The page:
Tensions continue to rise in the squabble between Colombia, Ecuador, and Venezuela. In response to a Colombian raid into Ecuador that resulted in the death of a key rebel leader of FARC, Venezuela and Ecuador both expelled Colombian diplomats, curtailed trade between the countries, and mobilized troops and sent them to the Colombian border. In response, Colombia released revealed documents it claims to have seized in the Ecuadorian FARC camp implicating Venezuelan President Hugo Chavez as a major funding source for the Colombian rebels. Chavez has been blustering about the possibility of war, which, while unlikely, is highly destabilizing, particularly for a fragile country like Colombia. Trade between Venezuela and Colombia is normally robust, and, as Adam Isaacson, an analyst with the Center for International Policy, notes, the countries' militaries are not enthusiastic for war and the populations show little evidence of "war fever." However, revelations of Venezuelan funding for FARC along with Chavez's intimation that FARC will be allowed to operate freely in Venezuela make the possibility of another cross-border operation more likely which, at this stage, could be a catalyst for war, as Chavez has promised to retaliate against any Colombian incursion of Venezuelan territory.
Regional leaders, including the presidents of Mexico and Chile, have offered to mediate an end to the dispute, but so far, little progress at easing tensions has been made. The country that is most needed, in theory at least, to defuse the rising tension is the United States. With its political clout, military power, and economic might to provide inducements for cooperation, the US is invaluable in resolving these kinds of situations. In theory at least. In reality, US involvement would be, to put it mildly, counter-productive. The US, and President Bush, have spent so much time and energy needling Venezuela and Chavez about low-level policy disagreements like Venezuelan arms deal, not to mention the idiotic near-support for the attempted 2002 coup, the US has so poisoned the waters that it has no ability to influence the country when the situation is serious, as it is now. US attention has only emboldened and strengthened Chavez, allowing him to use US "imperialism" as a diversionary tactic to justify his domestic policies. It's hard to understand what the US believes it has gotten out of such antagonism, and now the policies are having a real impact on the ability of the US to maintain regional stability and order.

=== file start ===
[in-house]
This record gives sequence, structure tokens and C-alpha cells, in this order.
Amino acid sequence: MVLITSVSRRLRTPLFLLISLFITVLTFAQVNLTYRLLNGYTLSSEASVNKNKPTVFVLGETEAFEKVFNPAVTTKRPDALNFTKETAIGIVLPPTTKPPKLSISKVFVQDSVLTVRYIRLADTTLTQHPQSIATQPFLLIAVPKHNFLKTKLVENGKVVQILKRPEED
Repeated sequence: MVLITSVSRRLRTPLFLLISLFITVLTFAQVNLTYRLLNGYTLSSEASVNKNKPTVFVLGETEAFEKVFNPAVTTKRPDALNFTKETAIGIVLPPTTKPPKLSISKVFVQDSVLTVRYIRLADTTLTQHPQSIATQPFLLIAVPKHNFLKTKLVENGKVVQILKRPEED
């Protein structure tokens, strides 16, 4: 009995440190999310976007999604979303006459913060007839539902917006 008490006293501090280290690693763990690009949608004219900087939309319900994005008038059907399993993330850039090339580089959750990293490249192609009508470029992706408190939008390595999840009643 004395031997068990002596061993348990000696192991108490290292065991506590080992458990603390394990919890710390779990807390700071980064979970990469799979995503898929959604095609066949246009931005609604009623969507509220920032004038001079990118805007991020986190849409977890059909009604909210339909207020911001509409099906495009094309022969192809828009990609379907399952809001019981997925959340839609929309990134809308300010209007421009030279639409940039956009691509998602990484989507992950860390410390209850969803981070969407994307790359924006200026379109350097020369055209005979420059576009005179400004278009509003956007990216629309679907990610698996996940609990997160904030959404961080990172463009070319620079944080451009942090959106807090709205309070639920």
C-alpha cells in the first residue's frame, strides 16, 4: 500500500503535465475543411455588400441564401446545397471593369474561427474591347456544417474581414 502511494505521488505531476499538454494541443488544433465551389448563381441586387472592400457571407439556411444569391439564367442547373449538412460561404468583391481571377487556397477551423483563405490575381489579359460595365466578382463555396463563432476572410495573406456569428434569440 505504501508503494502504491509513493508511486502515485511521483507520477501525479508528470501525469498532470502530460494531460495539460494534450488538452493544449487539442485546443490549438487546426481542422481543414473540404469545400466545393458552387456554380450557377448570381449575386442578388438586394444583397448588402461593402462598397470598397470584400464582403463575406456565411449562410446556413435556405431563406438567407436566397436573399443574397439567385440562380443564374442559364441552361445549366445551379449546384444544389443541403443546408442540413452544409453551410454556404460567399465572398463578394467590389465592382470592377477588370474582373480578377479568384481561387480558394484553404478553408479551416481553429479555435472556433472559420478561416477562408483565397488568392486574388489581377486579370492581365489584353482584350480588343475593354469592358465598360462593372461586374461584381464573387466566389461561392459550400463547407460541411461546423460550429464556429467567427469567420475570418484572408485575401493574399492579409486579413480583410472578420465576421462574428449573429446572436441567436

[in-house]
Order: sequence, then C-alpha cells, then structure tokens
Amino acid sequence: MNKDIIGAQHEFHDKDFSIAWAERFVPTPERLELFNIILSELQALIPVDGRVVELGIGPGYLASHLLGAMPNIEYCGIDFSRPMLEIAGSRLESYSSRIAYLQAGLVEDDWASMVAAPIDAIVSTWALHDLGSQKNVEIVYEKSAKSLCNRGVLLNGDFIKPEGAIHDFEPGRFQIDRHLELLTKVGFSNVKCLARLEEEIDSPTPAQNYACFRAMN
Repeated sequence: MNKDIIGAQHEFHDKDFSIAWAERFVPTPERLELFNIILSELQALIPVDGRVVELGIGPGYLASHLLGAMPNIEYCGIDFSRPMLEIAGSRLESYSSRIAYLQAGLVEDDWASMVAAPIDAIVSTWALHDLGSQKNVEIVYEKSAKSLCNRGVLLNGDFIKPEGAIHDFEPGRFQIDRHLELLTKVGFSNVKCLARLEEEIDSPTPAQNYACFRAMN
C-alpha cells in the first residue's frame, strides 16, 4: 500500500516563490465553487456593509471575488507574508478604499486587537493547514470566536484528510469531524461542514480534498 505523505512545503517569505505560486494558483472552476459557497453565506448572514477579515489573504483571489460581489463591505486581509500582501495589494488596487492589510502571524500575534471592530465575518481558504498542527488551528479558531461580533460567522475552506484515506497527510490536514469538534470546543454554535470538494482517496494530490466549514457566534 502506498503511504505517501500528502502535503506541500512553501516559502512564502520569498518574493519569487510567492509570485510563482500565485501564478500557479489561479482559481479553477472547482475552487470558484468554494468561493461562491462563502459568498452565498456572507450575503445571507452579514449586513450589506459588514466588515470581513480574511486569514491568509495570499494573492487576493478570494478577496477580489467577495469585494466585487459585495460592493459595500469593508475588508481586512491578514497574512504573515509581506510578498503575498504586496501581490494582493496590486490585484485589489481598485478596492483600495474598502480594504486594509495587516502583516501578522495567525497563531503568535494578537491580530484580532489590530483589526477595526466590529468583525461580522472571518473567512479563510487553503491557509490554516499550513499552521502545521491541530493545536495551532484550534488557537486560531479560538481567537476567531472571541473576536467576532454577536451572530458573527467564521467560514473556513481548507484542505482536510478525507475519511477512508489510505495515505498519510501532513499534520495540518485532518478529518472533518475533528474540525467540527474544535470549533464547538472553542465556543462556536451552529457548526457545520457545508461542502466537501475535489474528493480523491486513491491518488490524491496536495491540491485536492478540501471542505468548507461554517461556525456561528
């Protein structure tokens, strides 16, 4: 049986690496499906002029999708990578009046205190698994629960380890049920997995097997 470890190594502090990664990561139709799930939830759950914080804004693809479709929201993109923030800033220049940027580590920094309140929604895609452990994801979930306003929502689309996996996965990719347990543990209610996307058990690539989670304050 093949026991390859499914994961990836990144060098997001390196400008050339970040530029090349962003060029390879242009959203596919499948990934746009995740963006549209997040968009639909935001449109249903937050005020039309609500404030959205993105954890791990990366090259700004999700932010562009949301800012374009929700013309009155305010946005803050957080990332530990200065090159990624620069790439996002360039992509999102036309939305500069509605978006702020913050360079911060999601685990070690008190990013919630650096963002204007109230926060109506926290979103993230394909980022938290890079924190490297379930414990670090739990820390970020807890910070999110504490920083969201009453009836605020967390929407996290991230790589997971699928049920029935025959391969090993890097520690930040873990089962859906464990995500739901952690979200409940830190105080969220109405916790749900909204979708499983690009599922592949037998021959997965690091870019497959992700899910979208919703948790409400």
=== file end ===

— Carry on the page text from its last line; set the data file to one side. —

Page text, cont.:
We can only hope that this situation will be resolved short of war. The countries of South America have enough problems without adding war to the mix. But we can also only hope that US policymakers will learn a valuable foreign policy lesson. Foreign policy capital is far too precious to squander on meaningless needling and ineffective interference. By engaging with and responding to Chavez's rhetoric and by developing a reputation as partisan and opposed to Chavez, the US has compromised its ability to act when its influence and power is most needed.